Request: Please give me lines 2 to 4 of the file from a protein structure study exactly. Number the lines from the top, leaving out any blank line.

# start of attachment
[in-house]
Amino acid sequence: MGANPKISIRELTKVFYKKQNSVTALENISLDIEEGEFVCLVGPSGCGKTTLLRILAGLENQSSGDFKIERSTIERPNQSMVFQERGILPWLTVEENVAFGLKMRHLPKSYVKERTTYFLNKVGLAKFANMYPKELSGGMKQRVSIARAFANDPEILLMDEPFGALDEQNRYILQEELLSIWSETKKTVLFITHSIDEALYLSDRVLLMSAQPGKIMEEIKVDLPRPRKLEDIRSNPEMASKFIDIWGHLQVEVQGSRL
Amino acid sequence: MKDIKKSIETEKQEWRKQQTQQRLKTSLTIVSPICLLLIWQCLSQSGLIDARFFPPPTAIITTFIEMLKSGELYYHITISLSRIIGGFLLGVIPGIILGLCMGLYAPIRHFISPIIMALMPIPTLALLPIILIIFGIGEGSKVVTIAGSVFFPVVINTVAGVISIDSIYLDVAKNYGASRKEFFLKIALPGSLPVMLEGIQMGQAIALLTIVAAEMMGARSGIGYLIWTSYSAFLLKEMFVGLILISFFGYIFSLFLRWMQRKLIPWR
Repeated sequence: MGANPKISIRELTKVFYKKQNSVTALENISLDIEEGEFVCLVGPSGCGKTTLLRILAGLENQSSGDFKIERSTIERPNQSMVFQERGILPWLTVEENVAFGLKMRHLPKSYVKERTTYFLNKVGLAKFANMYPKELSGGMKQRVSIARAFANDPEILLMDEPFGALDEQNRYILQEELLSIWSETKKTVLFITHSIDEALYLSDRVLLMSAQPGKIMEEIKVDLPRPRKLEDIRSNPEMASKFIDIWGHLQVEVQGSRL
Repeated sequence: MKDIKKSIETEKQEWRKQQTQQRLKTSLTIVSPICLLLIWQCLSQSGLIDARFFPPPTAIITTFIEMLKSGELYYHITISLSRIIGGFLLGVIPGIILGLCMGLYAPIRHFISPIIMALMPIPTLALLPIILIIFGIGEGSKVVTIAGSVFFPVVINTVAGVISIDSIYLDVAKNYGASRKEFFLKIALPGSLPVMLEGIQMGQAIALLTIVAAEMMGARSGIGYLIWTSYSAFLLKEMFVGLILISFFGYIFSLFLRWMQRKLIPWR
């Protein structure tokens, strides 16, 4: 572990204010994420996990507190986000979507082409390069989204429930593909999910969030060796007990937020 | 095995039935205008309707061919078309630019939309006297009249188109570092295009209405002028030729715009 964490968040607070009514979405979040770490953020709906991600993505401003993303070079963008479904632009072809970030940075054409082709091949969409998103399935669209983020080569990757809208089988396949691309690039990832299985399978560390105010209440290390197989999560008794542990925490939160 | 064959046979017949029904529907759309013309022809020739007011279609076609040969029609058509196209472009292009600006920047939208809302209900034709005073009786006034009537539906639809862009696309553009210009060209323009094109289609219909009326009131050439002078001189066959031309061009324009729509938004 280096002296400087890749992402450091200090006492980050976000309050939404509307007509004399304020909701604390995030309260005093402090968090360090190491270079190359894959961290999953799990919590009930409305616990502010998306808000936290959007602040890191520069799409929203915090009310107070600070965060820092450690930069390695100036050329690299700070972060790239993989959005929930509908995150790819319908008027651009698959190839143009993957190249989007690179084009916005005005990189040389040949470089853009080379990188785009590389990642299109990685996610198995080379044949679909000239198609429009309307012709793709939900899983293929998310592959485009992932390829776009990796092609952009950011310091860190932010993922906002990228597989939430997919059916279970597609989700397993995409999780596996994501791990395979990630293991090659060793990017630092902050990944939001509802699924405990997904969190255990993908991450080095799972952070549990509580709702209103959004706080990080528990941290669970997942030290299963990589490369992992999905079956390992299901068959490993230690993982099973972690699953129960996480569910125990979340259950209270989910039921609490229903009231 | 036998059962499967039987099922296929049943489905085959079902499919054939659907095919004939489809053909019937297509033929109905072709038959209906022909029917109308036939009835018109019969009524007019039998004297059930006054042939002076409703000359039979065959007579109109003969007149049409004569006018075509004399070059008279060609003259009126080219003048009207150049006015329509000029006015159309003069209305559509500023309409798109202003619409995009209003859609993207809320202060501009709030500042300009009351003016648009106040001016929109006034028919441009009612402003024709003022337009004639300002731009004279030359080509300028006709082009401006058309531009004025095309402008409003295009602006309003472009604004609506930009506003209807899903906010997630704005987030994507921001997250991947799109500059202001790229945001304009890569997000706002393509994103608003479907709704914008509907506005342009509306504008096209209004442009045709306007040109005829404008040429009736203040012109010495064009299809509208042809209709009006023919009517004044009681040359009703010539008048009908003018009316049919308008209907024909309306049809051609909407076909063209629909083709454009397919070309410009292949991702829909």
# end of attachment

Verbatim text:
Amino acid sequence: MGANPKISIRELTKVFYKKQNSVTALENISLDIEEGEFVCLVGPSGCGKTTLLRILAGLENQSSGDFKIERSTIERPNQSMVFQERGILPWLTVEENVAFGLKMRHLPKSYVKERTTYFLNKVGLAKFANMYPKELSGGMKQRVSIARAFANDPEILLMDEPFGALDEQNRYILQEELLSIWSETKKTVLFITHSIDEALYLSDRVLLMSAQPGKIMEEIKVDLPRPRKLEDIRSNPEMASKFIDIWGHLQVEVQGSRL
Amino acid sequence: MKDIKKSIETEKQEWRKQQTQQRLKTSLTIVSPICLLLIWQCLSQSGLIDARFFPPPTAIITTFIEMLKSGELYYHITISLSRIIGGFLLGVIPGIILGLCMGLYAPIRHFISPIIMALMPIPTLALLPIILIIFGIGEGSKVVTIAGSVFFPVVINTVAGVISIDSIYLDVAKNYGASRKEFFLKIALPGSLPVMLEGIQMGQAIALLTIVAAEMMGARSGIGYLIWTSYSAFLLKEMFVGLILISFFGYIFSLFLRWMQRKLIPWR
Repeated sequence: MGANPKISIRELTKVFYKKQNSVTALENISLDIEEGEFVCLVGPSGCGKTTLLRILAGLENQSSGDFKIERSTIERPNQSMVFQERGILPWLTVEENVAFGLKMRHLPKSYVKERTTYFLNKVGLAKFANMYPKELSGGMKQRVSIARAFANDPEILLMDEPFGALDEQNRYILQEELLSIWSETKKTVLFITHSIDEALYLSDRVLLMSAQPGKIMEEIKVDLPRPRKLEDIRSNPEMASKFIDIWGHLQVEVQGSRL